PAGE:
Michael Gove announced in March 2013 that the current system, by which Sixth Form students take AS levels at the end of Year 12 and then complete them at the higher A2 level in Year 13 would cease at the end of this year. For most subjects (but not Maths and Geography), all change is currently underway, as the Examination boards scrabble to put in place 2 Year A level programmes with no half-way house available. This is called decoupling, and although students may be able to take an AS, it is not half-the subject nor are the skills examined to be the same either. For subjects such as English, the Sciences, History,and MFL (the Russell Group Facilitating subjects) the changes are quite profound, and will in some ways lead to a better Year 12 Educational experience, with time given over to developing the highest level skills required for leading University success, and skills perhaps not so fully tested under the current modular regime.
Losing AS levels as a half-way house to A level success is not something either the majority of schools or indeed the majority of Universities wish, and it is quite bizarre that the then Secretary of State chose to go against their recommendations. University courses are all now modular in nature, with students being able to weave their way through areas of interest and expertise. University admission tutors like being able to review AS performance prior to making an offer, as AS performance is much more likely to indicate probable success at Degree level than broader range GCSE outcomes. Indeed the DfE’s decision to decouple AS was based on research that has now been shown to be very flawed indeed.
On 15 July 2014, Nicky Morgan was appointed Secretary of State for Education in Prime Minister David Cameron’s reshuffle, replacing Michael Gove. On her promotion, she retained her post as Minister for Women and also added the equalities brief to it, thus also becoming Minister for Women and Equalities. She has quickly become a busy lady (no surprise there) and is doing her best to smooth the stormy waters within Education. Morgan has to work hand in glove with another impressive female leader, Glenys Stacey, who is CEO of Ofqual, an NGO that reports directly to Parliament in Westminster and the Northern Ireland Assembly. While they are independent, they give advice to Government on qualifications and assessment based on their research into these areas. Trouble is, that research means nothing when politicians decide!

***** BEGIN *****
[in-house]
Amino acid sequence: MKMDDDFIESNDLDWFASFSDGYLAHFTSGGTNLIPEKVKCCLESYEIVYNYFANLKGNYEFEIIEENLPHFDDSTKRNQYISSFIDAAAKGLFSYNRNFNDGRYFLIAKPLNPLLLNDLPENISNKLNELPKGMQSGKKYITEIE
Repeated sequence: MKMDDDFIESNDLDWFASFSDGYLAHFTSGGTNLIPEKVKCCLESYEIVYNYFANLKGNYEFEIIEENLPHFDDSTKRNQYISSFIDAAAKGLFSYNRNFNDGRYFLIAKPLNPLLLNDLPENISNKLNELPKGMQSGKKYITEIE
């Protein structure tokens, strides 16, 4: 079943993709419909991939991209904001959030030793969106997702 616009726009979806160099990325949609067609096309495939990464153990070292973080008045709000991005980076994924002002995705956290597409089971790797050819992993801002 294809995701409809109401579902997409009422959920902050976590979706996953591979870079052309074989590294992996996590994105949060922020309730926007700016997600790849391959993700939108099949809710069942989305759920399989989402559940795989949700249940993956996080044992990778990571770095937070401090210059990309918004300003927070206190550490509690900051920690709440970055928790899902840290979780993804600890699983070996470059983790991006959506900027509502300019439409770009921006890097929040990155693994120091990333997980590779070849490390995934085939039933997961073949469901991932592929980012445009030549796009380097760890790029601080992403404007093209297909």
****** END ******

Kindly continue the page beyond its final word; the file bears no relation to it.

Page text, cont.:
Glenys Stacey is now in the unenviable position of supervising the migration of our national qualifications through a General Election. Unless Nicky Morgan causes a stay of execution, decoupling takes place and AS as a route to A level dies, if the Conservatives are elected to power in May next year. If Labour are elected, then AS will be recoupled to A2, the Universities will breathe a sigh of relief. Stacey is having to openly remind schools of this fact. And therein lies the rub for teachers – whether Coalition or Conservative, our vote there goes for another 2 years of turmoil, rewriting of schemes of work and catering for a mixed diet of coupled Maths and Geog with decoupled everything else in Year 12. A whole raft of new resources will need to be bought or otherwise developed and that takes time. Please don’t think this is all that secondary schools have to worry about, as Gove also blessed us with the complete reform of GCSEs at the same time.
Secondary schools with ample specialist staff such as ours can cope with the work load, though it is a sincere waste of time that could be put into the classroom and supporting individual children. Many secondary schools don’t carry the breadth of specialism we do, so will really find this extra demand hard. Further down the line, as we look back, the ‘Haves’ will be seen to be doing so much better than the ‘Have Nots’, and there is no easy way to assist in bridging that gap. it’s not the facts that are the problem, but the intellectual, specialist knowledge that is needed to shape academic courses to fit the criteria once revealed. This coalition government are committed to ensuring greater equity for all, whatever their circumstances, as indeed are all the other main parties. The extraordinary turmoil this and previous governments have caused through their constant meddling with public assessment methods is not something the Teaching profession find easy to manage, so it particularly gets ‘all of our goat’ when we are told we are not doing anything to assist in improving access for the less well off. To mix the animal metaphor…It’s difficult enough to pin the tail on the Donkey anyway, but blindfolded and with one arm, and with the said beast of burden itself hugely agitated by circumstance, the job’s well nigh impossible!